The Deer Dance, or La Danza del Venado, is a dance of the Mayo and Yaqui peoples from the northern Mexican state of Sonora. The dance celebrates mestizaje by integrating Amerindian spirituality with the Catholic Easter ritual. During the dance, one masked dancer, the pascola, portrays a nefarious being who must ultimately seek forgiveness; the dancer with the part of the deer represents the good in the world. 

Mérida created these images of the dance within just four years of each other. Yet they are starkly different.

mestizaje |mɛs.ti.ˈsa.xe|

NOUN refers to racial and/or cultural mixing of Amerindians with Europeans
ORIGIN Spanish, ‘mixed,’ from the Latin mixtus

Deer Dance1935
Oil on canvas, 24 3/16 x 20 3/16 inches (61.4 x 51.3cm) 
The Louise and Walter Arensberg Collection, 1950, Philadelphia Museum of Art

Deer Dance 

Can Mérida, who was Guatemalan, offer a compelling abstract interpretation of an indigenous culture which was not his own? Or does the abstraction represent the power of the dance, avoiding clichés about indigenous traditions?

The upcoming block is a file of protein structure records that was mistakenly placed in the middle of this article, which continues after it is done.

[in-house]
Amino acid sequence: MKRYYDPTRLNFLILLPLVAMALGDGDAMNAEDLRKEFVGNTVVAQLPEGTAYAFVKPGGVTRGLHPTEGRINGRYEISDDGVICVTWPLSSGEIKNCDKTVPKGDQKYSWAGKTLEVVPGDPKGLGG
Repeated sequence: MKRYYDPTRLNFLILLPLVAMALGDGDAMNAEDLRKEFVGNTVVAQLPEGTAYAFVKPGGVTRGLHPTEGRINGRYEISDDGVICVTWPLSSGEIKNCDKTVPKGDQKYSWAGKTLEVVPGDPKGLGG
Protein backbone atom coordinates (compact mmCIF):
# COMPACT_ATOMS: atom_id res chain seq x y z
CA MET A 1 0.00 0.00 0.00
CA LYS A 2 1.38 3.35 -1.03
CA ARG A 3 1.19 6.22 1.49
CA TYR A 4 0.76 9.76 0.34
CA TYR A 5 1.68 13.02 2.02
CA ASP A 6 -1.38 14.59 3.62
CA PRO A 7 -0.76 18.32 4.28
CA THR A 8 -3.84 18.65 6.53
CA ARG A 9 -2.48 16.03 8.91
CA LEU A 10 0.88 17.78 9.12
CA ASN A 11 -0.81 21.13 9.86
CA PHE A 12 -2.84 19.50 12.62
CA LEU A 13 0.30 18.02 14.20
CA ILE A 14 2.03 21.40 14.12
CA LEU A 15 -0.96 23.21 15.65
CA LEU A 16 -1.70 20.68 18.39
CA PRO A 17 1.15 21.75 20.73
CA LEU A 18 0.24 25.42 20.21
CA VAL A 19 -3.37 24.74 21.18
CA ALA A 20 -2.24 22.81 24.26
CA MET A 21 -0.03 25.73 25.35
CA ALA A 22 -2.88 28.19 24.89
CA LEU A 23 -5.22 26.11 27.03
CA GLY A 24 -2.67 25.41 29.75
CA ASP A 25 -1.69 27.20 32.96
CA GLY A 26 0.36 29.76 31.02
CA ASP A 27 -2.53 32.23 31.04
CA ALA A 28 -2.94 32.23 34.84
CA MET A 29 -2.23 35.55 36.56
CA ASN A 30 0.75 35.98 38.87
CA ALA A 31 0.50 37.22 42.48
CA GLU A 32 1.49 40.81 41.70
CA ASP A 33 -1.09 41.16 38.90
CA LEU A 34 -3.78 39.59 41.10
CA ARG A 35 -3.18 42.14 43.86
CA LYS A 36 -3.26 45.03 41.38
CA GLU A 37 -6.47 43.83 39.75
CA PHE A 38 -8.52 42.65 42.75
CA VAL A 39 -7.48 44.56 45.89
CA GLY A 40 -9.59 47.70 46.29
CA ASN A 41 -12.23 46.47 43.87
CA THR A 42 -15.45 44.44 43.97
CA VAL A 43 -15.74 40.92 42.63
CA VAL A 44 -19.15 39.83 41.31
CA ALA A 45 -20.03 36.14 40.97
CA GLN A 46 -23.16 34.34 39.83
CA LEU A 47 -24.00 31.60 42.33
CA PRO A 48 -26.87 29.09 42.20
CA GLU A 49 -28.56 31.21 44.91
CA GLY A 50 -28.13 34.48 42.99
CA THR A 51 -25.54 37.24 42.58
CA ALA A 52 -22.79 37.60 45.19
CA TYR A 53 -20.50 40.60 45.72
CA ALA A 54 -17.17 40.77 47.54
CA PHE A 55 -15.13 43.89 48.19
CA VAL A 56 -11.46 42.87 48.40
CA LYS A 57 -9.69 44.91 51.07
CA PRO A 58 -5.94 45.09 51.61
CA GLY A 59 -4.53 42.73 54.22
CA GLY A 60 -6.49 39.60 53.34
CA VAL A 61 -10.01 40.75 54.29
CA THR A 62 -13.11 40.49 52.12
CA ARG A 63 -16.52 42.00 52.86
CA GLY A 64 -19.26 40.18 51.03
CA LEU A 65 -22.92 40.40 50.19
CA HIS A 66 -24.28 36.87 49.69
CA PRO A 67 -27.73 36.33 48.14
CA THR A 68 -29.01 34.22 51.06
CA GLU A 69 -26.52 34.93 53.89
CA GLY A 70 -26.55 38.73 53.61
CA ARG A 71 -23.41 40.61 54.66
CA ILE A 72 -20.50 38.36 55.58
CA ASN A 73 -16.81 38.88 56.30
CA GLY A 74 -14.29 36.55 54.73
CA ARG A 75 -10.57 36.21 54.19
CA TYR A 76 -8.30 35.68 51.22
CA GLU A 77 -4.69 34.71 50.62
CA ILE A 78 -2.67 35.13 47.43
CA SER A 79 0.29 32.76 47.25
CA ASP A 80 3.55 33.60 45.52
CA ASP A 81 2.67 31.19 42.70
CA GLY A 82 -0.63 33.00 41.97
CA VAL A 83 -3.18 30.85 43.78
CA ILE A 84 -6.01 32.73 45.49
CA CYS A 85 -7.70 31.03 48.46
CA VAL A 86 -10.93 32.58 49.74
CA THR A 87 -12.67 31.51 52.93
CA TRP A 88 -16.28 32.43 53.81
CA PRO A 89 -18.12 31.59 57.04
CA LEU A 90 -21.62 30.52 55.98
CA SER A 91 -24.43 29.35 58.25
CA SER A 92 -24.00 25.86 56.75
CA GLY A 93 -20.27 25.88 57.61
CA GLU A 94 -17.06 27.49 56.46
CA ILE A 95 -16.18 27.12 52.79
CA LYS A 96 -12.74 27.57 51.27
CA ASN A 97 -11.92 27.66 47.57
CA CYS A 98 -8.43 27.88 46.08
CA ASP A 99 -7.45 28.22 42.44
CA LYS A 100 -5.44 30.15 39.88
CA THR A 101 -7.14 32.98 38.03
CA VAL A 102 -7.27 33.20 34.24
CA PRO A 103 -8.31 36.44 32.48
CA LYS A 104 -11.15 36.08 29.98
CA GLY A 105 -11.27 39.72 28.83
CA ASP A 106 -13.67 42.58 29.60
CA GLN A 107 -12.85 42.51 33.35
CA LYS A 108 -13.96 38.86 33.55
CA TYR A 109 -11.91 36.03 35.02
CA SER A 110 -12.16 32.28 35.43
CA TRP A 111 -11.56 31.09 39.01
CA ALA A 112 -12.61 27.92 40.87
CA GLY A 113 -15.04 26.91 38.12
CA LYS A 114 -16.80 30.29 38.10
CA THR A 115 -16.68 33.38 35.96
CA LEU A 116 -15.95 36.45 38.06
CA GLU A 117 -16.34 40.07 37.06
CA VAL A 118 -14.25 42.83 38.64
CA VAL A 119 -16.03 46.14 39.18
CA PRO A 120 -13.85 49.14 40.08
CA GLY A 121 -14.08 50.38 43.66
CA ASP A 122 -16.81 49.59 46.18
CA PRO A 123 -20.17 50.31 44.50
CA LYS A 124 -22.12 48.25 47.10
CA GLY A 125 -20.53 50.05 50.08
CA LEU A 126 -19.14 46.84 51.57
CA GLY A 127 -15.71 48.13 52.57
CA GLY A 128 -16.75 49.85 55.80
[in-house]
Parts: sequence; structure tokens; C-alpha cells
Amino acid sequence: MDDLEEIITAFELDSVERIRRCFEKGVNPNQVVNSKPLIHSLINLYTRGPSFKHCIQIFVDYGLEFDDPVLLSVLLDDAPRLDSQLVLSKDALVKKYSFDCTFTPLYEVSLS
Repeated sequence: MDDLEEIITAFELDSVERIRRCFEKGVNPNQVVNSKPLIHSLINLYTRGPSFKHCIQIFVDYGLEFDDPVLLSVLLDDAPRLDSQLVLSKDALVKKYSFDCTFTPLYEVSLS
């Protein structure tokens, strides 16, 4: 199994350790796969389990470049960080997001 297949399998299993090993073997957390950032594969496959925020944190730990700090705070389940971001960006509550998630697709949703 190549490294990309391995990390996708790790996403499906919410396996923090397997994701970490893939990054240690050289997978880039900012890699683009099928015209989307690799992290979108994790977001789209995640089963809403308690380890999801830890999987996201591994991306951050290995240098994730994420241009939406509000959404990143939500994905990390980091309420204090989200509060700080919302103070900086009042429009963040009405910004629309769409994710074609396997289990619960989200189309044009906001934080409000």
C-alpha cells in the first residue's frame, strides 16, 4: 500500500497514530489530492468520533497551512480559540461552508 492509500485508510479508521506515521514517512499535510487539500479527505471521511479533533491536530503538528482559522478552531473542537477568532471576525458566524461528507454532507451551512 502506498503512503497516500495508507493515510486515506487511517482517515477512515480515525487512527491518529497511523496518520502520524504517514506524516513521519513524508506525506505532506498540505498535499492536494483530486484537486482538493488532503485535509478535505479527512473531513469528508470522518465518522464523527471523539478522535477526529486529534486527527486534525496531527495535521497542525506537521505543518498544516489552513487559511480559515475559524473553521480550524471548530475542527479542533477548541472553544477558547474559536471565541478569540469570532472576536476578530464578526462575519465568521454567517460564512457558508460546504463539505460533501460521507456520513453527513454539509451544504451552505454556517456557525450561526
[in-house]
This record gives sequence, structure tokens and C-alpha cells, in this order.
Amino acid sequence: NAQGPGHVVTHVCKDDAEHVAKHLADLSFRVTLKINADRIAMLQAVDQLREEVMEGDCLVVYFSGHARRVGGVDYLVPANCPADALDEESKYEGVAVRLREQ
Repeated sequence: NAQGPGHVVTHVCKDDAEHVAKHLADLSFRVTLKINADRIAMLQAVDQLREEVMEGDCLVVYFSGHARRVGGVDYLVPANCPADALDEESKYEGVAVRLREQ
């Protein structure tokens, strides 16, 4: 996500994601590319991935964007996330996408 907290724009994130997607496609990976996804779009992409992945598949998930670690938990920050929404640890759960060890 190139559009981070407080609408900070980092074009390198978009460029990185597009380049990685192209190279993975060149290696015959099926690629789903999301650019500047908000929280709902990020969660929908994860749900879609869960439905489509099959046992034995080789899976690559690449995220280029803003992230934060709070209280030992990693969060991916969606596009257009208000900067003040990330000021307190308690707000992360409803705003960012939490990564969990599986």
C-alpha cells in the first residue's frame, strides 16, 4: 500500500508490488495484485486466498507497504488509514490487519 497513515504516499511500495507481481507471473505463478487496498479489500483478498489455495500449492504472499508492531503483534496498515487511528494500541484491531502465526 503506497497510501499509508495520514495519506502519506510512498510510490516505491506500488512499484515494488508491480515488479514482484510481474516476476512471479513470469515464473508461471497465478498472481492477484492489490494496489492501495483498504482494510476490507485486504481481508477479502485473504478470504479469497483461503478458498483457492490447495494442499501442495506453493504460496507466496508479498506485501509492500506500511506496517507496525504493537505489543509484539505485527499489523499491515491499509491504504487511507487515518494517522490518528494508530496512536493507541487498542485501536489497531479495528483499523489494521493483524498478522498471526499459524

The Pascola and the Deer, plate 8, from the portfolio Dances of Mexico, 1939
Lithograph on paper, 9 3/4 in (24.765 cm), 13 ½ in (34.29 cm)
Gifts of Abby Aldrich Rockefeller, W.935.1.44

The Pascola and the deer

Are the lithograph's bright palette and flat figures too simplistic, almost cartoonish? Or does the visually pleasing style capture the richness of the dance for a broad audience?